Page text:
Two of northeast Arkansas’ conveyor manufacturers have deep roots in the region’s farming tradition, going back a half-century and more.
Gay W. Roach Sr. moved to Trumann from Marked Tree in 1953 to manage a cotton compress and warehouse. He arrived with a store of technical knowledge he’d gleaned from German prisoners of war, mostly well-educated pilots, who had labored for him on World War II construction projects.
Roach recognized that his compress needed a much better way of weighing, moving and tagging massive bales of cotton. The conveyor system he devised for that job became the foundation for Roach Manufacturing Corp., later rebranded as Roach Conveyors.
“Cotton bales were dad’s first patent back in 1953,” said Mike Roach, the company’s vice president for production and manufacturing. “At that time the bales were moved by hand. No motors, just a lot of people using two-wheel hand dollies.”
Inspiration struck. “Dad designed and manufactured a conveyor system, and he used a war surplus forklift to set bales up on the conveyor for weighing and tagging.” The system eliminated the need for 16 workers and was so successful the cotton company wanted to buy it and move it to one of its bigger cotton compresses.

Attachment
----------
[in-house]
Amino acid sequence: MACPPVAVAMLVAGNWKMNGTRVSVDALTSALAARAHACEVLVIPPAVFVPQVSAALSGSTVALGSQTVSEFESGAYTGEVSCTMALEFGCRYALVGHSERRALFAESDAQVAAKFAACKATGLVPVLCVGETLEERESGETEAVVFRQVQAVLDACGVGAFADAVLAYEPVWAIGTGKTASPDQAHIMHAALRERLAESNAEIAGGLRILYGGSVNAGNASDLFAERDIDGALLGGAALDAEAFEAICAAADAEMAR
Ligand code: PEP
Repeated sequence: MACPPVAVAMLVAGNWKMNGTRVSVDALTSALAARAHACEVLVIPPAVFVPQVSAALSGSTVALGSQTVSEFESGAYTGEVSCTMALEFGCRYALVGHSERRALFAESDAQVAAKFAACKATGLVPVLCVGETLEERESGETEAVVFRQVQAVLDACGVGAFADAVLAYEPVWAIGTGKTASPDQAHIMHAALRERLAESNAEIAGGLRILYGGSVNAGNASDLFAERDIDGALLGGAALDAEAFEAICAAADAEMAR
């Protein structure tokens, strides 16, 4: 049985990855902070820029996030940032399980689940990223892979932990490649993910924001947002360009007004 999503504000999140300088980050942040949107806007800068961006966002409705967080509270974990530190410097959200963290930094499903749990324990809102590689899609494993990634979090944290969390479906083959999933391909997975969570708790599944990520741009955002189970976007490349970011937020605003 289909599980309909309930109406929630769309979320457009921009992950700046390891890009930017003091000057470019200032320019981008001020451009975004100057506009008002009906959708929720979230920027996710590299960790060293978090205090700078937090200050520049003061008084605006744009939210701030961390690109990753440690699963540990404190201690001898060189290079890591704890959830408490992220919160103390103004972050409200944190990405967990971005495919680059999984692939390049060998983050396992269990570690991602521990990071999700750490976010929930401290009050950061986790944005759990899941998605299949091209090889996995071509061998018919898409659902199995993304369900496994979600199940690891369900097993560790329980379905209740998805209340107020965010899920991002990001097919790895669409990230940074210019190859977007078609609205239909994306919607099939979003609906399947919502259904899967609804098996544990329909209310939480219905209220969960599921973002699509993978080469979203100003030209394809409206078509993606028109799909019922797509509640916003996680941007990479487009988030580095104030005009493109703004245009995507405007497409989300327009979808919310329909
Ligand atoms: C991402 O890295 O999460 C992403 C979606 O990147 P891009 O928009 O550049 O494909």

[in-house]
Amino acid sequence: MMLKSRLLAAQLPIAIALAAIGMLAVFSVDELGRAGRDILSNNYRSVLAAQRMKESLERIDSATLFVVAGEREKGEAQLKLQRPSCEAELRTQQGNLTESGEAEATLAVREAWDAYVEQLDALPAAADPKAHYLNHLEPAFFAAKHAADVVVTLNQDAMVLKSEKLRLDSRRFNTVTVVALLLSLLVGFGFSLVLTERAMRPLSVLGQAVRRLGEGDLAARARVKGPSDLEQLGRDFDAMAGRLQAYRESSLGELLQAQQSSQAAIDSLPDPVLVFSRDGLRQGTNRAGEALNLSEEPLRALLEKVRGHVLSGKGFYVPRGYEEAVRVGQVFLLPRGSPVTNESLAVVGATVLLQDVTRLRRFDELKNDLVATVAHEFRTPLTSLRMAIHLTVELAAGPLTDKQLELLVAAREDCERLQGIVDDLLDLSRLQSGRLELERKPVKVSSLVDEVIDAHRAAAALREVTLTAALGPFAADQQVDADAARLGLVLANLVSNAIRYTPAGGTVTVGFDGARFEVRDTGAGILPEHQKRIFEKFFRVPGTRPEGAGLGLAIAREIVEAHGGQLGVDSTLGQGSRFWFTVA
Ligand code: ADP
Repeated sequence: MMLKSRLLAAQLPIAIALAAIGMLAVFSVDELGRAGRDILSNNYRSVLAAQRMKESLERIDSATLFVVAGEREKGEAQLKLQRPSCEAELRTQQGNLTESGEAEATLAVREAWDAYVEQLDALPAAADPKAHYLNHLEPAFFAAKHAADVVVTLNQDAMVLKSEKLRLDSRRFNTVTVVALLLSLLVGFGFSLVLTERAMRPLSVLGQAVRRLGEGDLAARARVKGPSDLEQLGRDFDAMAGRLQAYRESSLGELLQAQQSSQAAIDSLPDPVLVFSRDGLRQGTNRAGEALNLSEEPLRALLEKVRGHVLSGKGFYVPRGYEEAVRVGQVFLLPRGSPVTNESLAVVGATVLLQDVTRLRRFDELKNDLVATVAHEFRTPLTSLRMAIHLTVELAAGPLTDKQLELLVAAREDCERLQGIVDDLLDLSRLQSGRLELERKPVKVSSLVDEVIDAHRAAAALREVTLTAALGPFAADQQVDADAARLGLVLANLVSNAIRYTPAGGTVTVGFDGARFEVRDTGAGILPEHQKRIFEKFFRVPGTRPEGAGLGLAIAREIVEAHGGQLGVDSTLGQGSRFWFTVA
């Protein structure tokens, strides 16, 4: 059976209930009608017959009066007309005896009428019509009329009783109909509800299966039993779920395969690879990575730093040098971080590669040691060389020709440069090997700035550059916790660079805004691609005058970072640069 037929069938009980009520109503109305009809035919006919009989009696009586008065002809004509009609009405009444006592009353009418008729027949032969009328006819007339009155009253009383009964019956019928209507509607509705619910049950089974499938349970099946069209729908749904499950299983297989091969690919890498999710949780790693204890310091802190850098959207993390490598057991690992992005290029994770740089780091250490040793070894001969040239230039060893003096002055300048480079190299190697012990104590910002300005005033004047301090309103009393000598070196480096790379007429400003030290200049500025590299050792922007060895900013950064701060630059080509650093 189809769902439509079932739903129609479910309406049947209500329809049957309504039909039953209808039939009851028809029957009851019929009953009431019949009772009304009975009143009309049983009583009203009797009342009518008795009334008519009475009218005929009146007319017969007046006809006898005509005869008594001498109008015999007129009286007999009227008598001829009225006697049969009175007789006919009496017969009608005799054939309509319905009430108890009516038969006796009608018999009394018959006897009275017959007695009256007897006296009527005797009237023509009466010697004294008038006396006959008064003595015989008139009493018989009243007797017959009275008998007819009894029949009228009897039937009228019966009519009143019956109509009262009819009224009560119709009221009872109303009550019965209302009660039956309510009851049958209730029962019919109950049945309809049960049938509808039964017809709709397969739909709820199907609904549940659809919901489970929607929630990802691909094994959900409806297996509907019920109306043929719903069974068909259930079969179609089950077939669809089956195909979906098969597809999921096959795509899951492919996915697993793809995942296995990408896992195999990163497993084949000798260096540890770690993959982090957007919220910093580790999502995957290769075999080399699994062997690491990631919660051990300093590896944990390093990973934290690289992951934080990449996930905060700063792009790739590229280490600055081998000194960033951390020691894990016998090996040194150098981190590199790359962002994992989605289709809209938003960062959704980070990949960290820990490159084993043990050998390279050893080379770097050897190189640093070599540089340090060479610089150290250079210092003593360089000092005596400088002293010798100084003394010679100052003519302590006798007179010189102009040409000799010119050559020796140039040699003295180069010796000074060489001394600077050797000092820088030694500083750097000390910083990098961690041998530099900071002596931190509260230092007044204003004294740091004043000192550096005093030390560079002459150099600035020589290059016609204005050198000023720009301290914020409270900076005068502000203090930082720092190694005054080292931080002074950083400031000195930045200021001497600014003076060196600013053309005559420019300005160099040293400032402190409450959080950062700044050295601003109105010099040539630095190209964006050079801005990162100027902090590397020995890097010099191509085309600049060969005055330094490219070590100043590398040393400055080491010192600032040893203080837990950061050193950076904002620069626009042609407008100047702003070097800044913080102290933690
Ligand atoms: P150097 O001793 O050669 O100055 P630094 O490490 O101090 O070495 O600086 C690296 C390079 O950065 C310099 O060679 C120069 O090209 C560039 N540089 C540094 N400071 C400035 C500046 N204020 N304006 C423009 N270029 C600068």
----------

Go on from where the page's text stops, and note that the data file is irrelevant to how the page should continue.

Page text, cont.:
“Dad saw the writing on the wall, went out and got a patent and moved the manufacturing operation to a local site so he could start selling that product to his company and putting the system into cotton warehouses across the United States.”
Gay Willie Roach Sr. died at age 86 in 2012, “active to the last day.” His children continue to own and operate the business, which is expecting $70 million in revenue this year. Mike Roach is vice president of production and manufacturing, his elder brother G.W. Roach Jr. is CEO, and his sister Margaret Parks is an executive VP.
“G.W. is the CEO and the man in charge, but he never tells me or Margaret what to do,” Mike Roach said. “Dad worked us all, and we know our jobs and we do them.”
Nine years after Roach Manufacturing was born in Trumann, Hytrol Conveyor Co. Inc. sprang up a dozen miles northwest in a field on the outskirts of Jonesboro.
“Hytrol was started by one man, Tom Loberg, and he was dedicated to producing conveyor systems,” said Paul Mixon, an engineering professor at Arkansas State University. “He built the factory in the middle of farmland, and now the city has grown out around it. But I don’t think it’s a coincidence that a hotbed of conveyor manufacturing developed smack in the middle of farm country. It’s our bread and butter.” Loberg died in 2004.
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